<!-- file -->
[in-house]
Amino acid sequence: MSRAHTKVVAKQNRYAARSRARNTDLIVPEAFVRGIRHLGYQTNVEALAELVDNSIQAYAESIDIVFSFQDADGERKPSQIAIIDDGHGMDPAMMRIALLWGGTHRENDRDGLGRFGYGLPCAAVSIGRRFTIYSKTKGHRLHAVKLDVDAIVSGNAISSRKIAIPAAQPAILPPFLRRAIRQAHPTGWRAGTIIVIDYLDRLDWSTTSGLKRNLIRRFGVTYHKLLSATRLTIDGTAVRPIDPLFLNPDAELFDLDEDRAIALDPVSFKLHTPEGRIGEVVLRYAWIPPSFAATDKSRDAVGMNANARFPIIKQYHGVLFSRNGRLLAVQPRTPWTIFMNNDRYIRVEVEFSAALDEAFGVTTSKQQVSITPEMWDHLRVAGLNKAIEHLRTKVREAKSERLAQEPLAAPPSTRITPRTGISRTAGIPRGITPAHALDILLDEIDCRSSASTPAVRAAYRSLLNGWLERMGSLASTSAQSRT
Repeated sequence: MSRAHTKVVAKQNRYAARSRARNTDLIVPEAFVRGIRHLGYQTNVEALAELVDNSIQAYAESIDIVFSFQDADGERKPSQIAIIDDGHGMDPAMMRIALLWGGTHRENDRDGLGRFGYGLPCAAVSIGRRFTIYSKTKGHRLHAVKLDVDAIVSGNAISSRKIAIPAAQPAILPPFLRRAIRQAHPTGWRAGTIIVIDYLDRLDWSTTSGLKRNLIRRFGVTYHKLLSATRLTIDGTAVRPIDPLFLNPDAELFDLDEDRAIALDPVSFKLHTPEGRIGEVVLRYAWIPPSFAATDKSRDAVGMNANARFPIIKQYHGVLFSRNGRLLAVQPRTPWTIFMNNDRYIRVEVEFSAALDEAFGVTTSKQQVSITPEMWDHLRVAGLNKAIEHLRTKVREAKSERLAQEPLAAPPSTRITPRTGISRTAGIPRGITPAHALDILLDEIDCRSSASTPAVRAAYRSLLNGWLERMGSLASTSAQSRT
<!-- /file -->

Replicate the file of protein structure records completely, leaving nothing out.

[in-house]
Amino acid sequence: MSRAHTKVVAKQNRYAARSRARNTDLIVPEAFVRGIRHLGYQTNVEALAELVDNSIQAYAESIDIVFSFQDADGERKPSQIAIIDDGHGMDPAMMRIALLWGGTHRENDRDGLGRFGYGLPCAAVSIGRRFTIYSKTKGHRLHAVKLDVDAIVSGNAISSRKIAIPAAQPAILPPFLRRAIRQAHPTGWRAGTIIVIDYLDRLDWSTTSGLKRNLIRRFGVTYHKLLSATRLTIDGTAVRPIDPLFLNPDAELFDLDEDRAIALDPVSFKLHTPEGRIGEVVLRYAWIPPSFAATDKSRDAVGMNANARFPIIKQYHGVLFSRNGRLLAVQPRTPWTIFMNNDRYIRVEVEFSAALDEAFGVTTSKQQVSITPEMWDHLRVAGLNKAIEHLRTKVREAKSERLAQEPLAAPPSTRITPRTGISRTAGIPRGITPAHALDILLDEIDCRSSASTPAVRAAYRSLLNGWLERMGSLASTSAQSRT
Repeated sequence: MSRAHTKVVAKQNRYAARSRARNTDLIVPEAFVRGIRHLGYQTNVEALAELVDNSIQAYAESIDIVFSFQDADGERKPSQIAIIDDGHGMDPAMMRIALLWGGTHRENDRDGLGRFGYGLPCAAVSIGRRFTIYSKTKGHRLHAVKLDVDAIVSGNAISSRKIAIPAAQPAILPPFLRRAIRQAHPTGWRAGTIIVIDYLDRLDWSTTSGLKRNLIRRFGVTYHKLLSATRLTIDGTAVRPIDPLFLNPDAELFDLDEDRAIALDPVSFKLHTPEGRIGEVVLRYAWIPPSFAATDKSRDAVGMNANARFPIIKQYHGVLFSRNGRLLAVQPRTPWTIFMNNDRYIRVEVEFSAALDEAFGVTTSKQQVSITPEMWDHLRVAGLNKAIEHLRTKVREAKSERLAQEPLAAPPSTRITPRTGISRTAGIPRGITPAHALDILLDEIDCRSSASTPAVRAAYRSLLNGWLERMGSLASTSAQSRT